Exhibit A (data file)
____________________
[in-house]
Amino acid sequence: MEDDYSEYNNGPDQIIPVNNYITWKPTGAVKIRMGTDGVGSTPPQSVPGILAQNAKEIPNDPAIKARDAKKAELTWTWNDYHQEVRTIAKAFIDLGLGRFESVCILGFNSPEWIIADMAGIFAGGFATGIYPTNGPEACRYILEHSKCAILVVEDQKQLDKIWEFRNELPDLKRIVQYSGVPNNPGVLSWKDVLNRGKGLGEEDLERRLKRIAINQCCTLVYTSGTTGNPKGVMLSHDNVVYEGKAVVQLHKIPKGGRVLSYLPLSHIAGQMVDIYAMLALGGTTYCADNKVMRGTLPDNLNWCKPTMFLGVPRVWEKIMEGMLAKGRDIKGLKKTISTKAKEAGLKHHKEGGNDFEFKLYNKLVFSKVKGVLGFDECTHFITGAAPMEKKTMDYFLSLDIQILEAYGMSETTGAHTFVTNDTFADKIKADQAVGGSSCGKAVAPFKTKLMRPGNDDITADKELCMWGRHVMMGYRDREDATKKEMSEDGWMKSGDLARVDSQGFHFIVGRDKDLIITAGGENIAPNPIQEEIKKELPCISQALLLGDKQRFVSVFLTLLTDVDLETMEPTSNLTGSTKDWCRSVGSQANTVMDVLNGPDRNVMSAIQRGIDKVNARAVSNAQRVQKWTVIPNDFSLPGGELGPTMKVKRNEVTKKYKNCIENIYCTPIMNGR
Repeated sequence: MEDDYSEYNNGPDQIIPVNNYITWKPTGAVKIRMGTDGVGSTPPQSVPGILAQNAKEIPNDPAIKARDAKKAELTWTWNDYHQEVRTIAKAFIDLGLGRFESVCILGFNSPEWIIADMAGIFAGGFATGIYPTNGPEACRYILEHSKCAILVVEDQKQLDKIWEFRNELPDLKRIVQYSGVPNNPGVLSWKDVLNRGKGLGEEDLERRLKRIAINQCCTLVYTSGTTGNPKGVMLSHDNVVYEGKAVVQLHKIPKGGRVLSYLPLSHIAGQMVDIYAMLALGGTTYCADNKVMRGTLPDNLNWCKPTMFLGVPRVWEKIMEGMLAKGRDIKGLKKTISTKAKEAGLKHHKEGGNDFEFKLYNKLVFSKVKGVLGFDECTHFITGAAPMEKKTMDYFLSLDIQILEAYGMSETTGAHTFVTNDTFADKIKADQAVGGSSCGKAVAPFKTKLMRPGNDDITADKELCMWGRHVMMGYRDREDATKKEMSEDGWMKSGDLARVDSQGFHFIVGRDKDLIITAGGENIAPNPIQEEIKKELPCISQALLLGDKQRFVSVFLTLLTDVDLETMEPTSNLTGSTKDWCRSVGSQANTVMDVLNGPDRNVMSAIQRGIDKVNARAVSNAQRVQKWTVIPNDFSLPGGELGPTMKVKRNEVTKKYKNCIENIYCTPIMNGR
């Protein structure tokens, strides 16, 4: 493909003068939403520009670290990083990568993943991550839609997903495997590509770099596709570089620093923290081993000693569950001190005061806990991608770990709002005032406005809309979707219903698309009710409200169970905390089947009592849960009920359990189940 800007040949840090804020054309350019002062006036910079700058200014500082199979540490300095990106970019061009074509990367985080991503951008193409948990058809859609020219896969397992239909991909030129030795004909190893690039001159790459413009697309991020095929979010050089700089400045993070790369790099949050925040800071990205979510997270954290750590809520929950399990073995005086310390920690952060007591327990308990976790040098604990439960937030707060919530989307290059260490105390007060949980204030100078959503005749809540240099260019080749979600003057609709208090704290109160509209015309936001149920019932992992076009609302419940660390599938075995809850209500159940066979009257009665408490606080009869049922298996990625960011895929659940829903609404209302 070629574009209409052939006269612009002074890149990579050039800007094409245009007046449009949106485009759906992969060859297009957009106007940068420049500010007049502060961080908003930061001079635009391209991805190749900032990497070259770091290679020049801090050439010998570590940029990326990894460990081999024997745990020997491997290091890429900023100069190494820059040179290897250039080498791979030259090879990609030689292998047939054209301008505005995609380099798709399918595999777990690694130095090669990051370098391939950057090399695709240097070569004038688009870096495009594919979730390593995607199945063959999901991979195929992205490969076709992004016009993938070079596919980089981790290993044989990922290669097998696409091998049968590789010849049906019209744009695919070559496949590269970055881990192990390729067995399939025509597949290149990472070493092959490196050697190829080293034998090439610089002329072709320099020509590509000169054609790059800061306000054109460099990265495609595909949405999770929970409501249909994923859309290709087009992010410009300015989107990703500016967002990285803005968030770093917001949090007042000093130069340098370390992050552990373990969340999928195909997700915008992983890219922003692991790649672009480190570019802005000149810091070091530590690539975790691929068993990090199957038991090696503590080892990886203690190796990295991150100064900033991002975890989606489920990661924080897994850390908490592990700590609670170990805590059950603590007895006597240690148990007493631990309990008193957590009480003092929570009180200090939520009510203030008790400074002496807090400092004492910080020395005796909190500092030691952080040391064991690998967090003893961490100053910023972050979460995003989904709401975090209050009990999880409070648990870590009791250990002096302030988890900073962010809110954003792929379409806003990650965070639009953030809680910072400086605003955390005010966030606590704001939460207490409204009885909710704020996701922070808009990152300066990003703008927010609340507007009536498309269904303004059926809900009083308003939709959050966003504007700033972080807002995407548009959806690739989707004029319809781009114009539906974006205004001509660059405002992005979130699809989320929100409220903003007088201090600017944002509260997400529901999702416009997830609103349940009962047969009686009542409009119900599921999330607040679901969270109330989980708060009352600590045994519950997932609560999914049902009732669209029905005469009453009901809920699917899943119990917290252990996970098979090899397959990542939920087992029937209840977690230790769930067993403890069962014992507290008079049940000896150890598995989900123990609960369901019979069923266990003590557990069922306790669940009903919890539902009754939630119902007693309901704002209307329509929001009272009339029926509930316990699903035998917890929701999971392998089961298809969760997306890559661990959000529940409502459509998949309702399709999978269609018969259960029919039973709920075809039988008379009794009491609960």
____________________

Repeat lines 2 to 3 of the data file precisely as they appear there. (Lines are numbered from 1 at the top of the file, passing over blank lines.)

Amino acid sequence: MEDDYSEYNNGPDQIIPVNNYITWKPTGAVKIRMGTDGVGSTPPQSVPGILAQNAKEIPNDPAIKARDAKKAELTWTWNDYHQEVRTIAKAFIDLGLGRFESVCILGFNSPEWIIADMAGIFAGGFATGIYPTNGPEACRYILEHSKCAILVVEDQKQLDKIWEFRNELPDLKRIVQYSGVPNNPGVLSWKDVLNRGKGLGEEDLERRLKRIAINQCCTLVYTSGTTGNPKGVMLSHDNVVYEGKAVVQLHKIPKGGRVLSYLPLSHIAGQMVDIYAMLALGGTTYCADNKVMRGTLPDNLNWCKPTMFLGVPRVWEKIMEGMLAKGRDIKGLKKTISTKAKEAGLKHHKEGGNDFEFKLYNKLVFSKVKGVLGFDECTHFITGAAPMEKKTMDYFLSLDIQILEAYGMSETTGAHTFVTNDTFADKIKADQAVGGSSCGKAVAPFKTKLMRPGNDDITADKELCMWGRHVMMGYRDREDATKKEMSEDGWMKSGDLARVDSQGFHFIVGRDKDLIITAGGENIAPNPIQEEIKKELPCISQALLLGDKQRFVSVFLTLLTDVDLETMEPTSNLTGSTKDWCRSVGSQANTVMDVLNGPDRNVMSAIQRGIDKVNARAVSNAQRVQKWTVIPNDFSLPGGELGPTMKVKRNEVTKKYKNCIENIYCTPIMNGR
Repeated sequence: MEDDYSEYNNGPDQIIPVNNYITWKPTGAVKIRMGTDGVGSTPPQSVPGILAQNAKEIPNDPAIKARDAKKAELTWTWNDYHQEVRTIAKAFIDLGLGRFESVCILGFNSPEWIIADMAGIFAGGFATGIYPTNGPEACRYILEHSKCAILVVEDQKQLDKIWEFRNELPDLKRIVQYSGVPNNPGVLSWKDVLNRGKGLGEEDLERRLKRIAINQCCTLVYTSGTTGNPKGVMLSHDNVVYEGKAVVQLHKIPKGGRVLSYLPLSHIAGQMVDIYAMLALGGTTYCADNKVMRGTLPDNLNWCKPTMFLGVPRVWEKIMEGMLAKGRDIKGLKKTISTKAKEAGLKHHKEGGNDFEFKLYNKLVFSKVKGVLGFDECTHFITGAAPMEKKTMDYFLSLDIQILEAYGMSETTGAHTFVTNDTFADKIKADQAVGGSSCGKAVAPFKTKLMRPGNDDITADKELCMWGRHVMMGYRDREDATKKEMSEDGWMKSGDLARVDSQGFHFIVGRDKDLIITAGGENIAPNPIQEEIKKELPCISQALLLGDKQRFVSVFLTLLTDVDLETMEPTSNLTGSTKDWCRSVGSQANTVMDVLNGPDRNVMSAIQRGIDKVNARAVSNAQRVQKWTVIPNDFSLPGGELGPTMKVKRNEVTKKYKNCIENIYCTPIMNGR